Right-Wing Org Uses Bonkers Alabama Ruling to Fight Abortion in Florida

Photo Illustration by The Daily Beast / Getty
Photo Illustration by The Daily Beast / Getty

Now that Alabama’s supreme court on Friday took the remarkable step of declaring that frozen embryos are “children,” a conservative group is trying to derail an expected 2024 ballot initiative in Florida that would enshrine abortion rights in that Sunshine State’s constitution.

On Monday, a religious civil rights law firm alerted the Florida Supreme Court to the neighboring state’s recent ruling in an attempt to have the high court block the amendment from reaching voters as it currently stands.

Earlier this month, the conservative-leaning Florida court heard arguments on the proposed constitutional amendment. It will decide by April 1 whether to approve the language in the measure, which states, “No law shall prohibit, penalize, delay, or restrict abortion before viability or when necessary to protect the patient’s health, as determined by the patient’s healthcare provider.”

Anti-abortion groups and the state’s own attorney general have asked the Florida high court to stop the proposal, with AG Ashley Moody submitting a court filing that decries the ballot question as a devious ploy to trick voters into creating the “near-equivalent of abortion on

demand in the State of Florida.”

Among the groups opposing the abortion rights measure is the attorney Mathew D. Staver and his law firm, Liberty Counsel, who take credit for drafting the notorious Florida Amendment 2 that voters approved in 2008 strictly defining marriage as solely between a man and a woman—one that was struck down by a federal court and ultimately led to the landmark U.S. Supreme Court decision guaranteeing the right to gay marriage in 2015.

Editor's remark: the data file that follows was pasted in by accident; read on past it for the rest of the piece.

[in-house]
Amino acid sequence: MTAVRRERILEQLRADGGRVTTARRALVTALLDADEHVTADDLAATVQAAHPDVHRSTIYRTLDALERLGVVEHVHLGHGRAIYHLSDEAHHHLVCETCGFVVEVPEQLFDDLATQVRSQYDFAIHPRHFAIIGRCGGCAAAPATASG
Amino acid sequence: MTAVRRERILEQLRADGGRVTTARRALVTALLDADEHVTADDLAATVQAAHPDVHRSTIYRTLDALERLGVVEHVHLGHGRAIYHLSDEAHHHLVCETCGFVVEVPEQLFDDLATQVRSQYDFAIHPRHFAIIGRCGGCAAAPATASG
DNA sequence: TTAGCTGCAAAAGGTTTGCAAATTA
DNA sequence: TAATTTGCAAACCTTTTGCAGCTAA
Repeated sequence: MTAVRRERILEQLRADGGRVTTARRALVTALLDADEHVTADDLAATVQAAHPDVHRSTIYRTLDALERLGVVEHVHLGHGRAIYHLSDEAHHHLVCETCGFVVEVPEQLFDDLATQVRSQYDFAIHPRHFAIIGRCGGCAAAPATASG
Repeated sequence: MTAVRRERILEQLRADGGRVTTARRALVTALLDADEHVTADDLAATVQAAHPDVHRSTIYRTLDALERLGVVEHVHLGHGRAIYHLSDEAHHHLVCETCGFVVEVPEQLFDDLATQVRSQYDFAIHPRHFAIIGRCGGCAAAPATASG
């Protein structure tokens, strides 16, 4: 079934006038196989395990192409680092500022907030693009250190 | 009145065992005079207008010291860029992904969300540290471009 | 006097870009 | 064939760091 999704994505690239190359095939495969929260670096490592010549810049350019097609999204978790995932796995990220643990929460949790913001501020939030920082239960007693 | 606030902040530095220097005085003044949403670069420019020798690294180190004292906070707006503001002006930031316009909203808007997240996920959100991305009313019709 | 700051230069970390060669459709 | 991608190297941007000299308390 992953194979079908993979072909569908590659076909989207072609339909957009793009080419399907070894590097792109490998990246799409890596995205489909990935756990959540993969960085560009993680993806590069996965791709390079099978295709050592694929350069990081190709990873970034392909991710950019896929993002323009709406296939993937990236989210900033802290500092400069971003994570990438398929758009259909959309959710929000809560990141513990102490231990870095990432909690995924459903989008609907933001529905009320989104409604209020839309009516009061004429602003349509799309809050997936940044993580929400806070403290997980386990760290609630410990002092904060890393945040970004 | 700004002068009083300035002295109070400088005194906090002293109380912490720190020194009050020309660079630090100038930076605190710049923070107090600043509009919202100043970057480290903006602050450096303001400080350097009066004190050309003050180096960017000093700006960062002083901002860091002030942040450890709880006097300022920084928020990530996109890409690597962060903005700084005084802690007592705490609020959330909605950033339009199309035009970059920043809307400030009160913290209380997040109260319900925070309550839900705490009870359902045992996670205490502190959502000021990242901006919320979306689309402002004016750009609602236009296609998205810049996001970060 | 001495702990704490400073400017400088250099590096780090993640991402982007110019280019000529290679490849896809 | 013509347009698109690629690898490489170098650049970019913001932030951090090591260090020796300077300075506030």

Although Liberty Counsel already presented arguments to the Florida Supreme Court in the current abortion rights ballot initiative, it’s now trying to bolster its cause by pointing to the Alabama ruling to make the case that personhood status should actually be more expansive than it already is.

The Alabama Supreme Court considered whether three couples could sue for wrongful death after their frozen embryos were destroyed, and it decided the matter by asserting that the state’s “Wrongful Death of a Minor Act applies to all unborn children, regardless of their location,” including those in a “cryogenic nursery.” The 7-2 decision is among the first to tackle the personhood status of what it called “extrauterine children—that is, unborn children

who are located outside of a biological uterus at the time they are killed.”

The decision is the latest move in conservatives’ ongoing legal battle across the country to severely restrict abortion rights ever since the Supreme Court overturned Roe v. Wade in 2022.

A 2022 legal paper by Penn State law professor Dara E. Purvis noted that “general personhood statutes are typically more concerned with embryos and fetuses in utero, and only implicitly potentially apply to stored embryos.” Arizona and Louisiana are the rare exceptions, she noted.

The Florida ballot initiative’s attempt to secure abortion rights “before viability,” however, is setting up a battle on what viability means—and that’s where Alabama’s court decision comes in. In court papers, the Florida AG is arguing that “‘viable’ has a broader understanding—’capable of living,’ whether or not dependent on another person.” If Florida’s supreme court is receptive to the argument that personhood status should also extend to embryos, this could give conservative groups more ammunition to restrict abortion rights elsewhere.

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